The Hero’s Journey


I’m one of a several people who are called upon to deliver a Code of the Warrior presentation at Returning Warrior Workshops (RWW)  offered to Navy and Marine Reservists returning from extended deployments in support of Operation Iraqi Freedom or Operation Enduring  Freedom (in Afghanistan).  Returning service members are invited to bring a guest- that individual who was instrumental in supporting them while they were deployed – usually a spouse, significant other, or family member.  These two day workshops are normally held at a very nice hotel in some pretty nice places (Waikiki Beach, Sedona, Arizona, Palm Springs, to name a few of the places I’ve been) and their purpose is to facilitate the reintegration process upon returning from a long deployment forward.  I’ll get to why this is an important issue for the military.

My presentation, which helps kick off the weekend, is entitled ‘Code of the Warrior.’    It was initially intended to reinforce that military service is an ancient and honorable profession, and what makes it honorable is that we do not fight and kill indiscriminately, or for personal reasons.   Military service deals death and destruction according to ancient rules which stress restraint and greater purpose.  While the presentation I give does make this point, I don’t spend a lot of time on it.  I focus more on framing their service and their deployment within what Joseph Campbell, the famous mythologist of the 20th century, referred to as ‘The Hero’s Journey,’  a pattern which he found in every culture around the world, and which he argued is fundamental to how all cultures identify their heroes.

The script for Campbell’s Hero’s Journey goes something like this:  An individual either chooses to or is forced to leave a relatively safe, comfortable and predictable environment.  Our ‘hero’ then enters an unpredictable, risky, dangerous environment or situation.   The hero’s journey involves struggle and risk, resolve and persistence.  The journey reinforces old values, and provides the foundation for new ones – with new perspective and new wisdom.  The hero then returns home transformed by the experience, and faces new struggles to reintegrate into the world left behind. The hero’s journey is not complete until the hero has returned and added new strength and wisdom to the world left behind. The hero must give back to his or her community.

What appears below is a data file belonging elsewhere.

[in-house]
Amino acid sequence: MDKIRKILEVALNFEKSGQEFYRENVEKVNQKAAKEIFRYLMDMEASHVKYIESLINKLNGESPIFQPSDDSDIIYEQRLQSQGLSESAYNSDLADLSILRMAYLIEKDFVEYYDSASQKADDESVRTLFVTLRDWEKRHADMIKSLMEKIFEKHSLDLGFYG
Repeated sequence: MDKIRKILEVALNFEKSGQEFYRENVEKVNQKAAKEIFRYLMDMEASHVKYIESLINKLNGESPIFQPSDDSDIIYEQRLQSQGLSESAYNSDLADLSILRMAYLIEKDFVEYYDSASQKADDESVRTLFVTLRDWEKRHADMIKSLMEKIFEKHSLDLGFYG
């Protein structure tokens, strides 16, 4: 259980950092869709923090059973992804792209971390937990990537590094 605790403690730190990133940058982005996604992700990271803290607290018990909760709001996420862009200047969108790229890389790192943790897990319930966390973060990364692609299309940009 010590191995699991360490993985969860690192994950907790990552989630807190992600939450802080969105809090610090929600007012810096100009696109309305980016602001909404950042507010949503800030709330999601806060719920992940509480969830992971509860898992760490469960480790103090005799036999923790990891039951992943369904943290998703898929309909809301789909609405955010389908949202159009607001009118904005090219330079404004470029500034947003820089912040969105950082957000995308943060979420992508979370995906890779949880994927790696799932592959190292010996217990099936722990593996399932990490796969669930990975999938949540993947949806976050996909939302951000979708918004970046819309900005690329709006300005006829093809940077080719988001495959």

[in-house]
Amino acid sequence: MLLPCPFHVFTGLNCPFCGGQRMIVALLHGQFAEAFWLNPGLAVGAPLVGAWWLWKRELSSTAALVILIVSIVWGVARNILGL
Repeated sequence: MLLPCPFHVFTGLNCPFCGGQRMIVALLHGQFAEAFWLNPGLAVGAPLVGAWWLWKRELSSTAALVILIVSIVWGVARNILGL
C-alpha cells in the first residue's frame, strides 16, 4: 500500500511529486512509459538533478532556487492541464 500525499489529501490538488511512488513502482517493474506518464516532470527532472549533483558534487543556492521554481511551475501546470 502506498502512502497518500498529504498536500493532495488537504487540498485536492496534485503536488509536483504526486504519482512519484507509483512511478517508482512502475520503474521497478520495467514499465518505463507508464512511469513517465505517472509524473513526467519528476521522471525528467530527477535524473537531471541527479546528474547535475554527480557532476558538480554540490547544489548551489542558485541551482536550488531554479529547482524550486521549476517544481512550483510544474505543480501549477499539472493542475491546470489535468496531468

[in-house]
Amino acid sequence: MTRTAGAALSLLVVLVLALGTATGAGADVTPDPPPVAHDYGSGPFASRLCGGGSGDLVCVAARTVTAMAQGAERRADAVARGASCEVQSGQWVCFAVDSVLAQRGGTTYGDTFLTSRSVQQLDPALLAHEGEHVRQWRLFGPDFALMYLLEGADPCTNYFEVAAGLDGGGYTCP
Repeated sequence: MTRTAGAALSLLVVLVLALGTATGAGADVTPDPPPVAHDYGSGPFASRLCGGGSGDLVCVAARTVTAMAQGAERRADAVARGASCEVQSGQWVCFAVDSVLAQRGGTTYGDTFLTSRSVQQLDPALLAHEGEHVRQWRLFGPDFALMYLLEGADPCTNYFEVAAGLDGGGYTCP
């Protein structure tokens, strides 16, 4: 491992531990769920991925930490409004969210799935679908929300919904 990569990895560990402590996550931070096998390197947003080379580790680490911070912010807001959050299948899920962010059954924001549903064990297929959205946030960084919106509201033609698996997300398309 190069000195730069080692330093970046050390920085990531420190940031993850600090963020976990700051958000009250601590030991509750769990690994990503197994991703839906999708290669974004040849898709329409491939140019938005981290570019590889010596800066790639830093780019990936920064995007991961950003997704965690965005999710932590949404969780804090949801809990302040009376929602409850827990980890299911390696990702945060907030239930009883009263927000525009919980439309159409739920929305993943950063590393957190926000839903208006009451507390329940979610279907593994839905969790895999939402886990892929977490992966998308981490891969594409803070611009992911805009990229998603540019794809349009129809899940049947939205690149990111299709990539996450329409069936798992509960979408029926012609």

What makes the hero’s journey heroic is confronting and overcoming fears, frustrations, and self-doubts and using the strength acquired in that process, to subsequently improve his or her community.    The alternative to heroism during this ‘journey’ is to choose retreat, comfort and safety over risk and progress, to place blame, shun responsibility, and to become a victim.  Nearly always, the heroic journey involves failure and pain, and demands that the hero persist and find the strength to survive and prevail. In so doing, our hero is ‘transformed’ – becomes stronger, smarter, wiser, more resilient, and also humbled by the failures that the journey entailed.   Then the transformed hero returns to transform the world to which s/he returns. 

This final piece – the struggle to reintegrate, and to positively impact the world to which the hero returns – that is the focus of my remarks to the Returning Warriors Workshop.